“In all our communities, there are women and girls living at risk. All over the world, conflicts, climate-related natural disasters, food insecurity and human rights violations are exacerbating violence against women,” she said.
And according to UN Women, More than 70% of people have experienced GBV in certain crisis situations.
Whether in rich or poor countries, gender prejudice fuels violence against women and girls.
A senior UN Women official explained that this type of violence is “often unreported and suppressed by stigma, shame, fear of perpetrators, and fear of an unsuitable judicial system for women”.
and, Coronavirus disease Triggered a shadow pandemic, leading to invisible violence. She cited the increase in reports of the Violence Against Women and Girls Hotline (VAWG) around the world.
Hope is on the horizon
Nevertheless, Ms. Bauhaus said that hope exists and new opportunities are opening up.
Last summer, as part of a $40 billion pledge to women and girls around the world, Generation Equality Forum release Gender Violence Action Coalition Stimulate collective action, promote investment and achieve concrete results.
“Specific financial and policy commitments will be made in key areas, and measures will be expanded: support services for survivors, legal frameworks and more resources for grassroots organizations,” the head of UN Women assured.
‘Change is possible’
United Nations Secretary-General Antonio Guterres, Said “Violence against women is not inevitable.”
“The right policies and plans will bring results,” including long-term strategies to address the root causes of violence, protect the rights of women and girls, and promote a strong and autonomous women’s rights movement.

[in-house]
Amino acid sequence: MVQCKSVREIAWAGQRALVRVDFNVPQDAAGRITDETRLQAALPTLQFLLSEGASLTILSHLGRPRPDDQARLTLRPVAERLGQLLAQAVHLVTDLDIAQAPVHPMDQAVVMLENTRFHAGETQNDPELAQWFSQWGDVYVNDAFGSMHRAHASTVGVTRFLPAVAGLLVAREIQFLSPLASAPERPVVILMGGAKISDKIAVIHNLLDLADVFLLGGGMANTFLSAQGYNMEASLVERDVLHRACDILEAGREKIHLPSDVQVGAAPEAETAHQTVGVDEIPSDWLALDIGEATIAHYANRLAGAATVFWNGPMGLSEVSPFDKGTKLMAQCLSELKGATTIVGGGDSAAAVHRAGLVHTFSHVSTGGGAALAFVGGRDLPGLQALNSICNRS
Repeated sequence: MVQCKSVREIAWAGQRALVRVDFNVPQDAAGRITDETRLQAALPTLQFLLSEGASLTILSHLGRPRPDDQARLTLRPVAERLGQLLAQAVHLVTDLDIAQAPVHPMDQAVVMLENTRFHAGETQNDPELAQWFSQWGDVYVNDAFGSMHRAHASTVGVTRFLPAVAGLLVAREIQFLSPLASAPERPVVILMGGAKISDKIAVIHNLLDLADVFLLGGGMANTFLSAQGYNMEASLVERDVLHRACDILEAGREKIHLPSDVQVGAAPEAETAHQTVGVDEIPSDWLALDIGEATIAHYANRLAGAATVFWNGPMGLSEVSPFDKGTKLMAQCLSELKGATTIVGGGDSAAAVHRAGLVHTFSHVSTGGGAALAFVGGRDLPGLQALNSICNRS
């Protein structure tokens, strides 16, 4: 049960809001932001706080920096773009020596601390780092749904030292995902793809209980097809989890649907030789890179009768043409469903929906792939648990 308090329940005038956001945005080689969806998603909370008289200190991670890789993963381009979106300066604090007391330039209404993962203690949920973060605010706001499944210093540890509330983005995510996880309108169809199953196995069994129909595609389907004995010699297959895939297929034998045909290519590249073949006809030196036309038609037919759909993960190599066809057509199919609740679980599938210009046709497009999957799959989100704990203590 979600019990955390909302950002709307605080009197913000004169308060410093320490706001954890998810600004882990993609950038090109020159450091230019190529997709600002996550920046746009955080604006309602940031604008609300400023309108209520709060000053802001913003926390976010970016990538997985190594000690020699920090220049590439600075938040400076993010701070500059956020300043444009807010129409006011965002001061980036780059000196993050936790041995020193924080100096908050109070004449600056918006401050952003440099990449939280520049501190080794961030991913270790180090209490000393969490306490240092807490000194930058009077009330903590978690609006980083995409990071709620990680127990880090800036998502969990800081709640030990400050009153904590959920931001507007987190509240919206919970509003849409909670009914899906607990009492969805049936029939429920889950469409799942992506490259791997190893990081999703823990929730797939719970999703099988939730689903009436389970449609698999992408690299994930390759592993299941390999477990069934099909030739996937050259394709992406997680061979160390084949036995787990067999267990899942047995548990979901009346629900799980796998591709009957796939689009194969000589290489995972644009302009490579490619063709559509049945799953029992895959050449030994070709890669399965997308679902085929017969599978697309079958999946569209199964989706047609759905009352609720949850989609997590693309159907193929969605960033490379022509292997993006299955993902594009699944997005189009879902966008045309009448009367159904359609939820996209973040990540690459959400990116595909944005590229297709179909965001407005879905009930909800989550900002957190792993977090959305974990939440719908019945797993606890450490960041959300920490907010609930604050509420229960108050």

The United Nations established this model through a partnership with the European Union Spotlight Initiative.
Partner countries’ prosecutions against perpetrators increased by 22% last year; 84 laws and policies were passed or strengthened; despite pandemic-related restrictions, more than 650,000 women and girls still have access to GBV services.
“Change is possible, and now is the time for us to redouble our efforts and work together to eliminate violence against women and girls by 2030,” he said.
GBV without borders
Assembly President Abdullah Shahid said that a feature of gender-based violence is that it does not distinguish between social or economic boundaries and affects women and girls of all socio-economic backgrounds.
“This problem needs to be resolved in both developing and developed countries,” he believes.
According to the latest global estimates, nearly one-third of women aged 15 and over have experienced physical and/or sexual violence by intimate or non-sexual partners or both in their lives.
These figures have remained basically unchanged over the past decade and do not reflect the impact of COVID-19.
However, since the outbreak of the pandemic, new data has shown that all types of VAWG, especially domestic violence, are intensifying—the world is not prepared to deal with its rapid escalation.
This does not include the complete continuum of violence, including sexual harassment, violence in the digital environment, harmful practices, and sexual exploitation across different environments and geographic locations.
A survey shows that since the beginning of the pandemic, women’s sense of security has gradually weakened, which has seriously affected their mental and emotional health.New report Released by UN Women.
Release and start one day before International Day 16 days of activism against gender-based violence, The report shows that in 13 countries, almost half of women report that they or women they know have experienced gender-based violence during the pandemic.
Nearly a quarter of people reported more frequent family conflicts, and the same percentage said they felt unsafe at home.
This year, the Solidarity movementput”The Orange World: End violence against women immediately! “As an official theme.